Whenever I find a brand that matches its offerings to my requirements for value, I become not only a brand loyalist but also a brand ambassador. For years I was a Marco Polo member and sang the praises of Cathay Pacific to anyone who would listen. Then about 15 years ago I moved to Malaysia. Initially I flew Cathay, even though it meant going in the completely opposite direction to Hong Kong to pick up a connecting flight to Europe. But after a while, probably around the same time as I had run out of miles and therefore could no longer get an upgrade, I looked around for someone else to build a relationship with. The obvious choice was Singapore Airlines and I dabbled for a while but the hassle of changing flights in Changi and the extra 3 – 8 hours that added to my return trip meant this wasn’t really an option.
Next I tried BA for a while but they were in the process of pulling out of Malaysia so the only other option was Malaysian Airlines. I was reluctant, really reluctant for a number of reasons. MAS was horribly managed or rather mismanaged at the time. Safety was an issue, coffee shop talk was negative, morale was at an all time low, rumours of imminent sabotage were rife and the numbers suggested a severe crisis was due. But by then I had no choice as MAS was the only airline flying directly to London.
It was a gradual process but in the first year I flew a lot of domestic and international miles. I learnt the system and was able to get the best out of the airline which allowed me to experience all classes. It wasn’t so bad and by the end of the year, I was a Malaysia Airlines loyalist.
When AirAsia arrived I dismissed it as a little upstart, out of it’s league and destined to go the way of Pelangi Air and many others. The LCC model wasn’t something I believed in. Since when was travel no more than stuffing as many bodies as possible into the smallest plane that could fly the distance required? But a couple of years later I had to fly to Macau and the only flight that matched my schedule was an AirAsia flight. I swallowed my pride, apologised under my breath to the MAS 747 taxiing past the terminal and boarded the brand new Airbus, so crisp, clean and shiny compared to the 25 year old MAS Boeings and their tired interiors.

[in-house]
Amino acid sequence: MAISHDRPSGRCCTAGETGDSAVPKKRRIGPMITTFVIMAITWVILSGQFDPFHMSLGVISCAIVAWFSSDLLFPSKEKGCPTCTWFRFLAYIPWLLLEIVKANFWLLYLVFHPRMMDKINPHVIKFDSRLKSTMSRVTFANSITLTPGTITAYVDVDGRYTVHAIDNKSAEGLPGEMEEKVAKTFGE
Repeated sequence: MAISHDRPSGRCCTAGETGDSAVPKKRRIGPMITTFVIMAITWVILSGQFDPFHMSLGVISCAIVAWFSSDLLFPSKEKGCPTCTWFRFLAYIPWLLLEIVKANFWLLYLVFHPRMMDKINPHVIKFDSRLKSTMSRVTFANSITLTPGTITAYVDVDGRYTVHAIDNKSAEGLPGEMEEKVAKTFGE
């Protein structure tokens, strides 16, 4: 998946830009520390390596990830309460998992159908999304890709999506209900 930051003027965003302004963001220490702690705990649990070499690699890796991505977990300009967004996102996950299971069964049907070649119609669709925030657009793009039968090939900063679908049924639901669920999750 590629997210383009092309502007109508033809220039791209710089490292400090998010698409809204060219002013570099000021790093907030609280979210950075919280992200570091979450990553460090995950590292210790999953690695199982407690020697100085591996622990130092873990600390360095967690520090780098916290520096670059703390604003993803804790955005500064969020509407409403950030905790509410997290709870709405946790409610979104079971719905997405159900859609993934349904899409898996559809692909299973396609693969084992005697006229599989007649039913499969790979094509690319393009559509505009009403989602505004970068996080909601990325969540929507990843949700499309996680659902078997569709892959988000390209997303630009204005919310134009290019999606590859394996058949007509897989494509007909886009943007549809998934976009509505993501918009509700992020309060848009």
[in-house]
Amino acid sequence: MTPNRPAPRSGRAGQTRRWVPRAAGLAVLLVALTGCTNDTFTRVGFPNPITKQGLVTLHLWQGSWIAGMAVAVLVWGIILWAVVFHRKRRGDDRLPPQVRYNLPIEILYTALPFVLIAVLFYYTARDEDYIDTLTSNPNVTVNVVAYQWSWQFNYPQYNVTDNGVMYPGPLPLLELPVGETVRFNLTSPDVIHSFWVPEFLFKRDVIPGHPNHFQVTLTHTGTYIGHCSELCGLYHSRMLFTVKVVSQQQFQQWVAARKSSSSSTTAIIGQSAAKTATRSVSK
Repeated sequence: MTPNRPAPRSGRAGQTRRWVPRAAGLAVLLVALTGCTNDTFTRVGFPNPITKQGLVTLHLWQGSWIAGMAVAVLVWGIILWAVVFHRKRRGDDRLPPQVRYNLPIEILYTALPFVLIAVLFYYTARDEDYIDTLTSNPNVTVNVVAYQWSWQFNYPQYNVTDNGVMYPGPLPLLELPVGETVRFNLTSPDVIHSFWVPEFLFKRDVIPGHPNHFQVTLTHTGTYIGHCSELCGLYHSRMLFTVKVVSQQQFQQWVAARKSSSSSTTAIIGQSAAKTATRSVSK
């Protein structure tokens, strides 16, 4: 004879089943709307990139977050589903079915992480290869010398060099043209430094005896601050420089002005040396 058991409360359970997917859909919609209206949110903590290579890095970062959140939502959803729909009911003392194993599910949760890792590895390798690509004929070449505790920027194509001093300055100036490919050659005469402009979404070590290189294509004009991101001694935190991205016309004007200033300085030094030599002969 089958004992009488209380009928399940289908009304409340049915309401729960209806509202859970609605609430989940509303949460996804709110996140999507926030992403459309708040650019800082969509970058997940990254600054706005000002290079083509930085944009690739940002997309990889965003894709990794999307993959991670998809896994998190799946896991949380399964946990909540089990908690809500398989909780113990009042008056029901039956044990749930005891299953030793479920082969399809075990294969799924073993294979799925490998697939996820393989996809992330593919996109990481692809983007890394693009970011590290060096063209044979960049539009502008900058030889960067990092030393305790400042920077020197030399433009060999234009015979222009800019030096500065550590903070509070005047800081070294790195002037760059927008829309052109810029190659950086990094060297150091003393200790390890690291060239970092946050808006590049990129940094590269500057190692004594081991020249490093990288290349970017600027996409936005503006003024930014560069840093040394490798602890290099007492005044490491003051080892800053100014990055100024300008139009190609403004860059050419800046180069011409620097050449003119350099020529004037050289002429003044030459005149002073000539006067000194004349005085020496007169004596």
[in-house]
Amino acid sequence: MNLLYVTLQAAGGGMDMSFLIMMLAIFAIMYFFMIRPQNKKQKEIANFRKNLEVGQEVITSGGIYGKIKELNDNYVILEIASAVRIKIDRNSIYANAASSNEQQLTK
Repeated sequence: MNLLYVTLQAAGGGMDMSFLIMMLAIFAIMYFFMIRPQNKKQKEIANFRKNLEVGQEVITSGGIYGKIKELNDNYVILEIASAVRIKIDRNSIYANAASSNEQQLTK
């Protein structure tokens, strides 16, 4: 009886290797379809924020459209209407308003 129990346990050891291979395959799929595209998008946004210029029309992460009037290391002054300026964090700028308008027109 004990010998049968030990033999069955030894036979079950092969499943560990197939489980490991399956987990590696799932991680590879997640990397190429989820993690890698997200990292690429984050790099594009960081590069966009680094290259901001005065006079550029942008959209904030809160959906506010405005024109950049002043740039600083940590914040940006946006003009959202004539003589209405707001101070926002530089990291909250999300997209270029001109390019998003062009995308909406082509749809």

As I boarded, I was greeted by a smiling face and enthusiastic personalities that was contagious and impossible not to like, especially compared to the glum and tired looking MAS crews. Since that December day in 2007, I’ve become a regular AirAsia customer but every time I chose AirAsia, my choices are made based on price – RM680 for my wife and I to fly to Singapore and back compared to RM1710 on MAS and so on. I justify delays by reminding myself of the price and the savings. I reluctantly accept the fact that I have to pay (more and more) to check in a suitcase. I bite my tongue at the instructions that say I cannot take my own drinks on board. And this is key, I don’t have a relationship with AirAsia. And with the exception of 2 trips where I flew the night before a meeting, none of the trips have been time sensitive. To me it’s simply buying a commodity. Perhaps this is the way the business of flying is headed. Perhaps LCCs are the new legacy carriers and this is how all flying will be.
If this is the case, then fine. But how does a LCC like AirAsia build brand loyalty and the far more profitable repeat business critical to brand building? I’m fortunate in that I’ve not been subjected to one of the delays just about everyone I know has been subjected to when flying AirAsia. But when I do, I’ll immediately look at the other LCCs plying the same routes and I will switch in a heartbeat. As far as I am concerned, there is no brand loyalty with AirAsia. So essentially, the company model is based on the hope that there will be enough demand enough of the time on enough of the routes. If this is the case, then AirAsia doesn’t need to be a brand.
Perhaps this is enough for the aviation business to survive, and perhaps thrive. But judging by the LCCs in the US, I doubt it. What do you think?